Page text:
WASHINGTON DC (The Hill) — A United Nations agency concluded Tuesday that the U.S.-Mexico border is the deadliest migrant land route.
The International Organization for Migration (IOM) revealed Tuesday that it documented 686 deaths and disappearances of migrants on the U.S.-Mexico border last year — representing nearly half of all migrant deaths and disappearances throughout the Americas in 2022. In total, there were 1,457 migrant deaths and disappearances in the Americas last year, making 2022 the deadliest year on record since it began data collection in 2014.
“These alarming figures are a stark reminder of the need for decisive action by States,” said Michele Klein Solomon, IOM Regional Director for Regional Director for Central and North America and the Caribbean. “Enhancing data collection is crucial. Ultimately, what is needed is for countries to act on the data to ensure safe, regular migration routes are accessible.”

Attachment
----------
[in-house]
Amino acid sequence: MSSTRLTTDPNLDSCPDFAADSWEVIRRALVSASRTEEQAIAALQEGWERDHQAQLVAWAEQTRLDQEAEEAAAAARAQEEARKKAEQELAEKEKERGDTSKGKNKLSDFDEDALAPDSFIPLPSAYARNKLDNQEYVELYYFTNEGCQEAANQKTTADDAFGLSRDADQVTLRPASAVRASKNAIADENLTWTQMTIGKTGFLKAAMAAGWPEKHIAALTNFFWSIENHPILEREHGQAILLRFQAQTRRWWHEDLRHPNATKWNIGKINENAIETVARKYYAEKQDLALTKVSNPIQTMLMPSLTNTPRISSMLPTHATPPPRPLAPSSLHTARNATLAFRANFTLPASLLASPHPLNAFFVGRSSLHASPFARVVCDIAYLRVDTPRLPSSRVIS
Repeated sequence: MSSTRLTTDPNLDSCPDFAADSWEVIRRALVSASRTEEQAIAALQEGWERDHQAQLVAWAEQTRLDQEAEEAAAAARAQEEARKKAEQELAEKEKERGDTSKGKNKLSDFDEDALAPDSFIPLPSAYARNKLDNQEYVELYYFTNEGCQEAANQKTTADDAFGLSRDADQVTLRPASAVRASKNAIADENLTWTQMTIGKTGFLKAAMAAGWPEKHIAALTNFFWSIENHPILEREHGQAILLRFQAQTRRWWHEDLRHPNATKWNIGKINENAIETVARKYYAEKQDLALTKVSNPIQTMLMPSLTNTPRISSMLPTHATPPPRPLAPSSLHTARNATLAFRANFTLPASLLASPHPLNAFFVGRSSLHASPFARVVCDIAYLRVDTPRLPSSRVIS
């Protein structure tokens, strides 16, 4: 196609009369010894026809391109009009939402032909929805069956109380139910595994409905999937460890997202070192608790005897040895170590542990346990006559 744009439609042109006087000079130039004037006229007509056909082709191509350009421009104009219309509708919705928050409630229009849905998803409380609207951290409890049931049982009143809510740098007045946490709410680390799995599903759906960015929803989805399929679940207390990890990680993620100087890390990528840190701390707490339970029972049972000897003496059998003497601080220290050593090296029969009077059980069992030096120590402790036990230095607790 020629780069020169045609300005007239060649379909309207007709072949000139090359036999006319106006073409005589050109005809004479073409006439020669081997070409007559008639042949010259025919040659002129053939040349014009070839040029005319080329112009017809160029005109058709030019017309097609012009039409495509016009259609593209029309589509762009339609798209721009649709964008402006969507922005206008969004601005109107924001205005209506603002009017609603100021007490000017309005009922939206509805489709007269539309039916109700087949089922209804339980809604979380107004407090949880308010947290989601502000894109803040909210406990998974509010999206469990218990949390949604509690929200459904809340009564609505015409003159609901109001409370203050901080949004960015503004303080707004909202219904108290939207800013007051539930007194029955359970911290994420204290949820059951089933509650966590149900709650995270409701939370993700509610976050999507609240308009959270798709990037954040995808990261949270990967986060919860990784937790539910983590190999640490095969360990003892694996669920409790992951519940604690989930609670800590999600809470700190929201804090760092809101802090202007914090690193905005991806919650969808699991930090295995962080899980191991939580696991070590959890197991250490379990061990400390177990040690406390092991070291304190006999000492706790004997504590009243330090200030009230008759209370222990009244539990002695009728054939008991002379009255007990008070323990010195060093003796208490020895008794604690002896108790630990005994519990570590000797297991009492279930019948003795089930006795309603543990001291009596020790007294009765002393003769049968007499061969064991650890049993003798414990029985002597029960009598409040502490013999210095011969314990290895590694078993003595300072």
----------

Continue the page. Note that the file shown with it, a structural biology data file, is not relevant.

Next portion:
The organization noted that while deaths and disappearances along the US-Mexico border dipped down slightly in 2022, the total number is likely underreported due to the lack of official data.
Nearly half of the deaths associated with the US-Mexico border were connected to crossing the Sonoran and Chihuahuan deserts. The report also saw an increase in deaths along migration routes in the Caribbean, like those coming from the Dominican Republic, Haiti and Cuba. There were 350 documented deaths in the Caribbean last year, up from 245 deaths in the year prior.
The report also said there were 141 documented migrant deaths in what it described as the “inhospitable jungle border” between Panama and Columbia, but said that the dangerous area and prevalence of criminal gangs may mean that the total is inaccurate.
“The fact that we know so little about migrants who disappear in the Americas is a grim reality,” said Marcelo Pisani, IOM Regional Director for South America. “The impacts on the families left behind to search endlessly for a lost loved one are profound.”